Wednesday, February 10, 2010

The best fundraising is selling, pure and simple

“The Fundraising Guru”
Fundraising only gels if you sell well
By Stephen L. Goldstein

I know that people who work on behalf of nonprofits like to think of themselves as doing something for the common good. I know that because, whenever I hold workshops, the first question I ask participants is, “What is a nonprofit?” And invariably, their answers accentuate an altruistic angle. “It’s an organization that serves society,” they say, or one “that helps the needy,” or it’s “a group of individuals who hold events to raise money for worthy purposes.”

The last thing in the world that supporters of nonprofits like to think they are is salespeople; they consider themselves a cut above schnooks selling shoes or used cars. I know that because when I ask my second question—“What is fundraising?”—no one ever answers “sales.” Instead predictably, the answers have a mushy quality equal to the definition of a nonprofit. Fundraising is the “ability to raise capital for an entity,” “stewardship, relationship-building in order to raise funds for an agency,” “an effort to generate funds for a good cause.”

So, it’s time for a major reality check for everyone who works on behalf of nonprofits. From doctors and plumbers to entrepreneurs and artists, successful people know how to sell--well. Fundraising is “nonprofit sales,” pure and simple. If you don’t know how to sell, you’ll never be an effective fundraiser. And if your first reaction to the idea of “nonprofit fundraising as selling” is to hold your nose, you’re probably holding back whatever cause(s) you support. So, here are some basic tips to help you increase your effectiveness in fundraising sales:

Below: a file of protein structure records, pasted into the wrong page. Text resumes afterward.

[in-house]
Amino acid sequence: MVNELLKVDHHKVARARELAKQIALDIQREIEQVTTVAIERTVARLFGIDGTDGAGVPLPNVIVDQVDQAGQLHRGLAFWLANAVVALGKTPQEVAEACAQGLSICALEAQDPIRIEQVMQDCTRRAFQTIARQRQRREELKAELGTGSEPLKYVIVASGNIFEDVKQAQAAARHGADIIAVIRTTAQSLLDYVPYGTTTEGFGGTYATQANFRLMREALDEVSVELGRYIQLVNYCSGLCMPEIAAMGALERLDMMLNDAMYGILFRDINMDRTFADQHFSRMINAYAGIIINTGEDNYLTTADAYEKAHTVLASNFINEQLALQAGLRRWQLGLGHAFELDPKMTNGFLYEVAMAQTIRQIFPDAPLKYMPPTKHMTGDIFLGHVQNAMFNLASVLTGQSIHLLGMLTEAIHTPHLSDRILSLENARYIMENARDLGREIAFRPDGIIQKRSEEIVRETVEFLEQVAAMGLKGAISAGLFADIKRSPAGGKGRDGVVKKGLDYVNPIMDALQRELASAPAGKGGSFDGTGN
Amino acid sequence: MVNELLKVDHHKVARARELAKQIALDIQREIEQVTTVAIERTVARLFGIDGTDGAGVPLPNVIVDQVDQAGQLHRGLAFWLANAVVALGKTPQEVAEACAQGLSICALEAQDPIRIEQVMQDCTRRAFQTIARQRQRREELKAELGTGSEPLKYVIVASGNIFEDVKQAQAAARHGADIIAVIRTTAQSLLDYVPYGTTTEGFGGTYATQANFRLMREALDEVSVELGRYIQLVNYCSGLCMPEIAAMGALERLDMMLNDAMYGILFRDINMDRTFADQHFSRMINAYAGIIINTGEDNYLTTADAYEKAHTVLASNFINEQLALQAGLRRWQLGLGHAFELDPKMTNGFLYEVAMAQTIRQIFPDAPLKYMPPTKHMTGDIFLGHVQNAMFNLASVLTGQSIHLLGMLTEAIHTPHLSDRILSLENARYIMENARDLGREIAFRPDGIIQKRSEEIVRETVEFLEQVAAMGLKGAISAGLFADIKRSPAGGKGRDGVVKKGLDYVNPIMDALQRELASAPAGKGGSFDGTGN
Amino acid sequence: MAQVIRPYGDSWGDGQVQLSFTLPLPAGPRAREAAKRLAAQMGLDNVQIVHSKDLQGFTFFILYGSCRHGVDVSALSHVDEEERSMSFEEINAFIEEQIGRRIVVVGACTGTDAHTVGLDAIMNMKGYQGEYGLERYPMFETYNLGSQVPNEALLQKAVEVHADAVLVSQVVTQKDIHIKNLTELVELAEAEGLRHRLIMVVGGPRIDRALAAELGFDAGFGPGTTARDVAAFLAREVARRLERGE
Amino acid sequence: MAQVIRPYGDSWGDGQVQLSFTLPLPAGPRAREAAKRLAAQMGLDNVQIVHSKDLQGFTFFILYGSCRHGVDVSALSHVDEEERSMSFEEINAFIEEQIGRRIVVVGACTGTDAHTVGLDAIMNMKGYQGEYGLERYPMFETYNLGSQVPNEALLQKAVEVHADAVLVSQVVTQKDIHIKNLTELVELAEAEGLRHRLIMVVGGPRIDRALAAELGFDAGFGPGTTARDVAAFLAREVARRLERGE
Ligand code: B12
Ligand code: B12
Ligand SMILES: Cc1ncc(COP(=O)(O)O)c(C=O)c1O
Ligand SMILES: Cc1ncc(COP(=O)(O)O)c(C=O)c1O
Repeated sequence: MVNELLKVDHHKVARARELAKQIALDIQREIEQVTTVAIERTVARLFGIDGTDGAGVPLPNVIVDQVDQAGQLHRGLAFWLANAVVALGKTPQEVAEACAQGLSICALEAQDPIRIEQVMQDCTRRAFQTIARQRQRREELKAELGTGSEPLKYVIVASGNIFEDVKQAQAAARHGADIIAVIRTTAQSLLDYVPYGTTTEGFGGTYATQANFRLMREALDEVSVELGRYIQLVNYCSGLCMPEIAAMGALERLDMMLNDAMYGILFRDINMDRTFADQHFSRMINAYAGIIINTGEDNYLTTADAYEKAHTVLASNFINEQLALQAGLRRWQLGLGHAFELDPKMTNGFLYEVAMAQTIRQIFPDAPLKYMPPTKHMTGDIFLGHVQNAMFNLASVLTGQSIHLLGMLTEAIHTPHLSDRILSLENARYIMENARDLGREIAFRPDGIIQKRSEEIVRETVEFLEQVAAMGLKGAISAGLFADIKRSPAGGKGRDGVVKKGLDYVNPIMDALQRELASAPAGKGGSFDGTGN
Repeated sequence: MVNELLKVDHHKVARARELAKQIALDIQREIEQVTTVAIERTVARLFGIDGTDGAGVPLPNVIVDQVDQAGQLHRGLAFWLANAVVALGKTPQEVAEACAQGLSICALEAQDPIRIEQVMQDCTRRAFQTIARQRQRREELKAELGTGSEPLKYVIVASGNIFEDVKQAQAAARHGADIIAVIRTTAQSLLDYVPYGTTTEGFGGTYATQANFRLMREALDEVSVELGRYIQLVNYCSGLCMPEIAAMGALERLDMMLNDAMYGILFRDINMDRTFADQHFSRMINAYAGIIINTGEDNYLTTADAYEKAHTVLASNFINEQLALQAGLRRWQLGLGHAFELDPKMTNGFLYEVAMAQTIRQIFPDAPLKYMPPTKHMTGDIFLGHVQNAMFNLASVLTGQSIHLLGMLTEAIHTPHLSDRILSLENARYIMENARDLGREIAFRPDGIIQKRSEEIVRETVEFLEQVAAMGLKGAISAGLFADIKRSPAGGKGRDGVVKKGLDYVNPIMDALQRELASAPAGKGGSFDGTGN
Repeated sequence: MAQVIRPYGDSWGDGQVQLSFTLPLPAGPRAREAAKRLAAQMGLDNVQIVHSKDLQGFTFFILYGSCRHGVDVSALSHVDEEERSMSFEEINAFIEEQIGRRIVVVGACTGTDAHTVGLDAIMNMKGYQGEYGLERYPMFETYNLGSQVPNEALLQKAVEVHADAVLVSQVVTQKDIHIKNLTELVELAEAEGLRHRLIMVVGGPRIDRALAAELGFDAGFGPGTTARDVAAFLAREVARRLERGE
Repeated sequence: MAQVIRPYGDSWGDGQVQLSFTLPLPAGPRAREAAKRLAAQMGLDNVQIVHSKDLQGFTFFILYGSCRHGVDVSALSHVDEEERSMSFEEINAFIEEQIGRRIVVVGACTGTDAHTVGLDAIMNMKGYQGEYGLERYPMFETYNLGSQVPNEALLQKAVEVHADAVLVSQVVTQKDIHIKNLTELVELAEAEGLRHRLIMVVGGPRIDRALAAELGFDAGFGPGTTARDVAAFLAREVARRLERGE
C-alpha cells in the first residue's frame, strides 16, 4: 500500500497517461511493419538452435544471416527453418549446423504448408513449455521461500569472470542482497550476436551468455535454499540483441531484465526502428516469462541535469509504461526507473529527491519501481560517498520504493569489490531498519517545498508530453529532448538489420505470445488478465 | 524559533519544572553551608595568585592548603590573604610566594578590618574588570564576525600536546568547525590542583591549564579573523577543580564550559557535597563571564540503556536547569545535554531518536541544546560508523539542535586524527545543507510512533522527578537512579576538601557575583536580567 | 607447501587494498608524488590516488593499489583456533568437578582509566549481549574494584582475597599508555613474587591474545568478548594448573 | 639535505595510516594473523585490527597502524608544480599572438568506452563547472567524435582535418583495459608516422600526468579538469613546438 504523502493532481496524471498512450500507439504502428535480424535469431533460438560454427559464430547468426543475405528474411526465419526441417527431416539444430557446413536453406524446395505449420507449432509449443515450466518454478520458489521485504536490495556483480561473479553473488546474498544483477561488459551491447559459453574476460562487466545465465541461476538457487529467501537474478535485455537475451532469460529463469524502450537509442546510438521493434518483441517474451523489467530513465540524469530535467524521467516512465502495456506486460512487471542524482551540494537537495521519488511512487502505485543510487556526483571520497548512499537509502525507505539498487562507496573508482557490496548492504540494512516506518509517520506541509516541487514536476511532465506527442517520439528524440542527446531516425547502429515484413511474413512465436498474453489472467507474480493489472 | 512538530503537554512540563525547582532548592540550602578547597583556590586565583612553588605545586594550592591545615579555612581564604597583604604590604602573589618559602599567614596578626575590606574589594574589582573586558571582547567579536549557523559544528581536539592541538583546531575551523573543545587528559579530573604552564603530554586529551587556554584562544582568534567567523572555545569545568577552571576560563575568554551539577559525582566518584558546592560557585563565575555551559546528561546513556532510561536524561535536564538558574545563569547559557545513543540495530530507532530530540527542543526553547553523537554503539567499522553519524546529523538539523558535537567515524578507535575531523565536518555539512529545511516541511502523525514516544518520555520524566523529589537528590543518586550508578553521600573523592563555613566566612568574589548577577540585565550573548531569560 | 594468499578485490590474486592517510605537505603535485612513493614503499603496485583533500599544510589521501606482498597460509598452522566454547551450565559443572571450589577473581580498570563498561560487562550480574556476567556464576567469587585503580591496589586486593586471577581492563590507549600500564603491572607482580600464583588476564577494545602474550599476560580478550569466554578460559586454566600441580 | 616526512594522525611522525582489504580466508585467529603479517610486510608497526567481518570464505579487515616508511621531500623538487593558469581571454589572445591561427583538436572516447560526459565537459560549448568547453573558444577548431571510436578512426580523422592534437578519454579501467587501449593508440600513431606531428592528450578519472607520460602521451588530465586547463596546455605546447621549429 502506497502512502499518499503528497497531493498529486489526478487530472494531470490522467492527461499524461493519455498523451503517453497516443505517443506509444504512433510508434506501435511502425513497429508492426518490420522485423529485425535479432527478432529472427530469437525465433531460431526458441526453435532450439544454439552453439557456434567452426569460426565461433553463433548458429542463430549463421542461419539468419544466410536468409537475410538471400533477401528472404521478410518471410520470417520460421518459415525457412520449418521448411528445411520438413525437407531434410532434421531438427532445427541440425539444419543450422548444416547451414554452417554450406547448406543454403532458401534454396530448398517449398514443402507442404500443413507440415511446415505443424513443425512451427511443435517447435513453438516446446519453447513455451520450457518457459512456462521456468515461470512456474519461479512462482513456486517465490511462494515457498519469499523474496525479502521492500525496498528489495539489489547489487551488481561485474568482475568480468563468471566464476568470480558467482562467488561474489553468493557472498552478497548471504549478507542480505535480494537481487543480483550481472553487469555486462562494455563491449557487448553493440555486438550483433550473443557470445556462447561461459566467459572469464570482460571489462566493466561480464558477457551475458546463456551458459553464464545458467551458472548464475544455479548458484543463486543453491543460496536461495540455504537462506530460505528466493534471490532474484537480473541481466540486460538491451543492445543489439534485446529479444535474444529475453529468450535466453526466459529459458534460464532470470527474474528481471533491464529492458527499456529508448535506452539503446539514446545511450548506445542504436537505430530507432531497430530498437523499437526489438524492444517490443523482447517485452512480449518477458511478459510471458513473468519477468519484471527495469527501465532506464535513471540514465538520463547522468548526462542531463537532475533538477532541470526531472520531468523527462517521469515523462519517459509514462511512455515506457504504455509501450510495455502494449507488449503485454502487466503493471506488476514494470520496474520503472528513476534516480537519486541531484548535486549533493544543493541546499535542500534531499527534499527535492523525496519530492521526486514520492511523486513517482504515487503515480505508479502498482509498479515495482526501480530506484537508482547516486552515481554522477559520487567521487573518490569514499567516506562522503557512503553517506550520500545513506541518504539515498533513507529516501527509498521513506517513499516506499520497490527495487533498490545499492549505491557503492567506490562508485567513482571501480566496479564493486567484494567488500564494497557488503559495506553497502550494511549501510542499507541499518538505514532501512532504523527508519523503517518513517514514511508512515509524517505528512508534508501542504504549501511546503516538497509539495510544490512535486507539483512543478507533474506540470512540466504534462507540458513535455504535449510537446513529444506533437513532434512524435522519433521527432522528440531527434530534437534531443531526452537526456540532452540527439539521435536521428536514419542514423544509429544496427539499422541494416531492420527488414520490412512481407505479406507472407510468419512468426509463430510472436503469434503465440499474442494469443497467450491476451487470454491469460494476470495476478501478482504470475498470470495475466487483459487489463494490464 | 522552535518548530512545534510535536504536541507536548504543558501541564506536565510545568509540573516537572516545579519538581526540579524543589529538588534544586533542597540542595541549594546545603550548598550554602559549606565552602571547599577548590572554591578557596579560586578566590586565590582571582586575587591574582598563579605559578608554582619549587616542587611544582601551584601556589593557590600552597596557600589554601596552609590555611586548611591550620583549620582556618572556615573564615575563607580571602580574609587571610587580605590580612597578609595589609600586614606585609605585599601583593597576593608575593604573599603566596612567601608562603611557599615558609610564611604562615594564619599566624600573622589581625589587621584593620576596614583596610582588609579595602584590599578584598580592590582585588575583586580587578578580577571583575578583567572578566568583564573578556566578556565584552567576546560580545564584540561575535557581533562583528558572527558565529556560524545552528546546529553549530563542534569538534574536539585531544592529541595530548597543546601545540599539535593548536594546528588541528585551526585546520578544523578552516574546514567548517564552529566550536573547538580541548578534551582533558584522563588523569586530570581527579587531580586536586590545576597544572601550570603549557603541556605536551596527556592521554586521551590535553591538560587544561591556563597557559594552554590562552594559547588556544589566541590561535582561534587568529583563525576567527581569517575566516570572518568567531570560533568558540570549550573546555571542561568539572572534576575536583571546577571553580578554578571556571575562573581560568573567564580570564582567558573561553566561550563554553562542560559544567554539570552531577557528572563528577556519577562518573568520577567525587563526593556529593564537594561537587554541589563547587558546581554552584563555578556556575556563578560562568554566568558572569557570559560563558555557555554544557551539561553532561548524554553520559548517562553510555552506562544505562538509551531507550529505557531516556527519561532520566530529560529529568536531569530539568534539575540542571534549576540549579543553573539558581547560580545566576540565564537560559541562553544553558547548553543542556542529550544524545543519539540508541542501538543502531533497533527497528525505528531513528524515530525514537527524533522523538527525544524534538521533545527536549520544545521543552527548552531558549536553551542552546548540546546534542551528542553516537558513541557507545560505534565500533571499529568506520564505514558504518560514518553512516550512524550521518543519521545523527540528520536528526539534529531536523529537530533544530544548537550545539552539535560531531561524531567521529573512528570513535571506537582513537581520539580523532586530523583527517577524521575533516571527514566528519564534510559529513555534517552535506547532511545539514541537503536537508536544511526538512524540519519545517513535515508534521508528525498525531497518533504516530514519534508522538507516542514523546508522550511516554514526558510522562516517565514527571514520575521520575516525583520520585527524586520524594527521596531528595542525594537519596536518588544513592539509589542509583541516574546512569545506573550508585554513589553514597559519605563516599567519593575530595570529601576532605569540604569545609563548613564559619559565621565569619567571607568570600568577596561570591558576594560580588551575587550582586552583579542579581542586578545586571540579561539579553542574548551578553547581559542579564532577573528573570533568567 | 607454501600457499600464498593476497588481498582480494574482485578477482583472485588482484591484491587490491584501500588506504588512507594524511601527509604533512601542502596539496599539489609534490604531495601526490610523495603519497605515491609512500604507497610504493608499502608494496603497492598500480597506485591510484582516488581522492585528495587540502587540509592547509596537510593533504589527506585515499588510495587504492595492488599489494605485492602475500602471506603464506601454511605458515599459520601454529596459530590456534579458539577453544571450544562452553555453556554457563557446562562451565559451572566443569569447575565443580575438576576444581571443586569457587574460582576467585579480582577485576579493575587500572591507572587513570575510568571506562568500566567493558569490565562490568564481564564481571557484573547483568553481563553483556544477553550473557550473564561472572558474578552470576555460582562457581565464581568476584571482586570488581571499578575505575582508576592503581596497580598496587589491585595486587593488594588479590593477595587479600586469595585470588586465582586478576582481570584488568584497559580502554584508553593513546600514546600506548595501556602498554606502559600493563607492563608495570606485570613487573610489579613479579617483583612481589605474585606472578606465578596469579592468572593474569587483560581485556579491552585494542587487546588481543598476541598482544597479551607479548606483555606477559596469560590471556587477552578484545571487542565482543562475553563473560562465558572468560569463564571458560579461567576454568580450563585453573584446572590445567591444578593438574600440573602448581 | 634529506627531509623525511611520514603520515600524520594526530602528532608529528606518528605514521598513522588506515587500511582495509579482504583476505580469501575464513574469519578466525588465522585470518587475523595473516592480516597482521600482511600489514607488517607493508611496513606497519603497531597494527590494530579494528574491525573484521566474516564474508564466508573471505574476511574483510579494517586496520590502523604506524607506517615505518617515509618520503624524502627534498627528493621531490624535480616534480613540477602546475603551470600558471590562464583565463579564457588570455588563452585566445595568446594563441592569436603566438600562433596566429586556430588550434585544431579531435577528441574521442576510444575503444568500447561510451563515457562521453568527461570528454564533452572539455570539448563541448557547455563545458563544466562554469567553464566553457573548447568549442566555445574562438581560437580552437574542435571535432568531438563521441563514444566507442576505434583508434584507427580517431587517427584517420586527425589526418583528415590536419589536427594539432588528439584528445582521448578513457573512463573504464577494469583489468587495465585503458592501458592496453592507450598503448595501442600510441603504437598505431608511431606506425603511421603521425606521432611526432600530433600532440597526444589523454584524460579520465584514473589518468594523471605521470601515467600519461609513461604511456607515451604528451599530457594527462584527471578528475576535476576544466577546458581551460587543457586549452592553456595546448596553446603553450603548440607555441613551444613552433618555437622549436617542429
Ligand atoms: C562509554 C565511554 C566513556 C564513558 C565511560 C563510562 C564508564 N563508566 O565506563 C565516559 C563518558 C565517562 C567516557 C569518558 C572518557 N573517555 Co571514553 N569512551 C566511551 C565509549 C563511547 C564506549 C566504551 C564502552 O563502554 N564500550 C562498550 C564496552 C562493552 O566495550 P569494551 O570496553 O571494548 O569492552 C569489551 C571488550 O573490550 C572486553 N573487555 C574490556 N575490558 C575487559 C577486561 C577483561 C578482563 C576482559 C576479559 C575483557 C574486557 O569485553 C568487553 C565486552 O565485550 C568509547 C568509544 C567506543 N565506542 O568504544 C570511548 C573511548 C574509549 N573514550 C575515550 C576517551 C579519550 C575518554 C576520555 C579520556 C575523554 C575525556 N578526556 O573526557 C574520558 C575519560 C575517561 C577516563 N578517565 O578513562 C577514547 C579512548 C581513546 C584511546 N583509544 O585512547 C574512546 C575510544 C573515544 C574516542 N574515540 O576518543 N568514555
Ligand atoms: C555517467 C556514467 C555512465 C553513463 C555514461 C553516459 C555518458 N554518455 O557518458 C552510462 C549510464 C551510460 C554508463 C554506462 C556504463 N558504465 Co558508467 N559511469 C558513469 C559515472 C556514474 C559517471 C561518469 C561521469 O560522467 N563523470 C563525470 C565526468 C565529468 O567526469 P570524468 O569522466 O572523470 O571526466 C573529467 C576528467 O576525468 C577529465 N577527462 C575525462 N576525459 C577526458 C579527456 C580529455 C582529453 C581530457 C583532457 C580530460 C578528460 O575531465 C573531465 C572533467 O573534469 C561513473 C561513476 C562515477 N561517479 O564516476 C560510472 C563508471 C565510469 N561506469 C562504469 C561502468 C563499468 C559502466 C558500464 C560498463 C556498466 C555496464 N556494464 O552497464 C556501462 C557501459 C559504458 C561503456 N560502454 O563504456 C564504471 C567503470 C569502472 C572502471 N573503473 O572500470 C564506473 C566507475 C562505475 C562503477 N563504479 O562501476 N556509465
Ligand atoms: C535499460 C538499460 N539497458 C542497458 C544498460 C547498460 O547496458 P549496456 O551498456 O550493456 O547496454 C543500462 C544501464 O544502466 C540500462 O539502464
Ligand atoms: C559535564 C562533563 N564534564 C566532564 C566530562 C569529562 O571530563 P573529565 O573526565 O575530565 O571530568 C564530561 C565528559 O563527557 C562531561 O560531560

1. Selling is the quintessential skill. It’s not about getting others to do something they don’t want to or to buy something they don’t need. At its best, selling is the highest form of communication: It’s about making the perfect match between what you have to offer and what someone else wants. It’s an art.

2. Rejection isn’t rejection. So what if someone says no to you. It’s not the end of your life nor should you punish them on your voodoo doll. Think of how many times you may have said no to someone without meaning any ill towards them—and move on to someone else.

3. Fundraising is not about “the ask,” but about “the listen.” Remember the lyric, “fools rush in where angels fear to tread.” Consider your customers before you chew their ears off about your cause. Too many do-gooder fundraisers have a “prima facie, ipso facto attitude.” They think that all they have to do is blurt out the basics of their case and their prey will open their wallet. Ain’t so! Do your homework: Find out about people you approach. Take an interest in them. You’ll be amazed at how interested they’ll become in you.

4. Commit to selling 24/7. The best/most successful fundraisers even dream about raising money. Fundraising is a frame of mind, an all-consuming passion, not a 9-to-5 job. From a check-out line in Publix to a tuxedo-filled ballroom, fundraiser-salespeople know that there are six degrees of separation—or less--between them and the next contribution they receive.

5. Multiply your donors’ gifts. Donors who are treated well beget other donors. The most successful fundraiser-salespeople know that fundraising only gels if you sell well.
Dr. Stephen Goldstein if the author of 30 Days to Successful Fundraising and He is the host of the broadcast radio program, “The Forum for Nonprofits” (, which is also available 24/7 from anywhere in the world.

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